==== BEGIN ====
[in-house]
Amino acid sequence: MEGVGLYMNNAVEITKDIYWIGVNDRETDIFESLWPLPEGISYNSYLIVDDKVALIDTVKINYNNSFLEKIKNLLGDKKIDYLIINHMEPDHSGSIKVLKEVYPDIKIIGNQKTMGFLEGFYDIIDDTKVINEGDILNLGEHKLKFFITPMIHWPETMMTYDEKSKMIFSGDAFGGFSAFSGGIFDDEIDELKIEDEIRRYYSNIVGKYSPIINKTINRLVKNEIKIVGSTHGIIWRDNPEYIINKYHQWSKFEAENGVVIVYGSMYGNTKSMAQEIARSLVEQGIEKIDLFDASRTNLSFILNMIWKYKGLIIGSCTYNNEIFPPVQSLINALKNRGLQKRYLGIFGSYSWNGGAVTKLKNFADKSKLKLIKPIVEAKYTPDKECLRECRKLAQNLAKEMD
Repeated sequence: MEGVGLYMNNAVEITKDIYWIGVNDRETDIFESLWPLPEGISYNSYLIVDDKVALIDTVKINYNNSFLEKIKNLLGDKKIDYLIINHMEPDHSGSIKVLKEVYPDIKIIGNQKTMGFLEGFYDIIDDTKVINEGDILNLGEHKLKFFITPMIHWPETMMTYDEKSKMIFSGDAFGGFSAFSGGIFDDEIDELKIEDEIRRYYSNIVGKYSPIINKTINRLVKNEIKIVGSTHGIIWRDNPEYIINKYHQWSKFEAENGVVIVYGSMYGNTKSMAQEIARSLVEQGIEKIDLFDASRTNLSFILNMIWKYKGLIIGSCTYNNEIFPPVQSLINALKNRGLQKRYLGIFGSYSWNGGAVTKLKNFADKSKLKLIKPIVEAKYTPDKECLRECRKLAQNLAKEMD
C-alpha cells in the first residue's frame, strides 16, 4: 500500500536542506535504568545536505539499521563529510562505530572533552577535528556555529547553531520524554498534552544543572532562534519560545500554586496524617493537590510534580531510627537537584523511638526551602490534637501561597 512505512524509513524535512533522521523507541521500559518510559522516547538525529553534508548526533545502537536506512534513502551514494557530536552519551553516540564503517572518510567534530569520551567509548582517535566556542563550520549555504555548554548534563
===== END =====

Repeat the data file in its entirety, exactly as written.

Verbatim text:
[in-house]
Amino acid sequence: MEGVGLYMNNAVEITKDIYWIGVNDRETDIFESLWPLPEGISYNSYLIVDDKVALIDTVKINYNNSFLEKIKNLLGDKKIDYLIINHMEPDHSGSIKVLKEVYPDIKIIGNQKTMGFLEGFYDIIDDTKVINEGDILNLGEHKLKFFITPMIHWPETMMTYDEKSKMIFSGDAFGGFSAFSGGIFDDEIDELKIEDEIRRYYSNIVGKYSPIINKTINRLVKNEIKIVGSTHGIIWRDNPEYIINKYHQWSKFEAENGVVIVYGSMYGNTKSMAQEIARSLVEQGIEKIDLFDASRTNLSFILNMIWKYKGLIIGSCTYNNEIFPPVQSLINALKNRGLQKRYLGIFGSYSWNGGAVTKLKNFADKSKLKLIKPIVEAKYTPDKECLRECRKLAQNLAKEMD
Repeated sequence: MEGVGLYMNNAVEITKDIYWIGVNDRETDIFESLWPLPEGISYNSYLIVDDKVALIDTVKINYNNSFLEKIKNLLGDKKIDYLIINHMEPDHSGSIKVLKEVYPDIKIIGNQKTMGFLEGFYDIIDDTKVINEGDILNLGEHKLKFFITPMIHWPETMMTYDEKSKMIFSGDAFGGFSAFSGGIFDDEIDELKIEDEIRRYYSNIVGKYSPIINKTINRLVKNEIKIVGSTHGIIWRDNPEYIINKYHQWSKFEAENGVVIVYGSMYGNTKSMAQEIARSLVEQGIEKIDLFDASRTNLSFILNMIWKYKGLIIGSCTYNNEIFPPVQSLINALKNRGLQKRYLGIFGSYSWNGGAVTKLKNFADKSKLKLIKPIVEAKYTPDKECLRECRKLAQNLAKEMD
C-alpha cells in the first residue's frame, strides 16, 4: 500500500536542506535504568545536505539499521563529510562505530572533552577535528556555529547553531520524554498534552544543572532562534519560545500554586496524617493537590510534580531510627537537584523511638526551602490534637501561597 512505512524509513524535512533522521523507541521500559518510559522516547538525529553534508548526533545502537536506512534513502551514494557530536552519551553516540564503517572518510567534530569520551567509548582517535566556542563550520549555504555548554548534563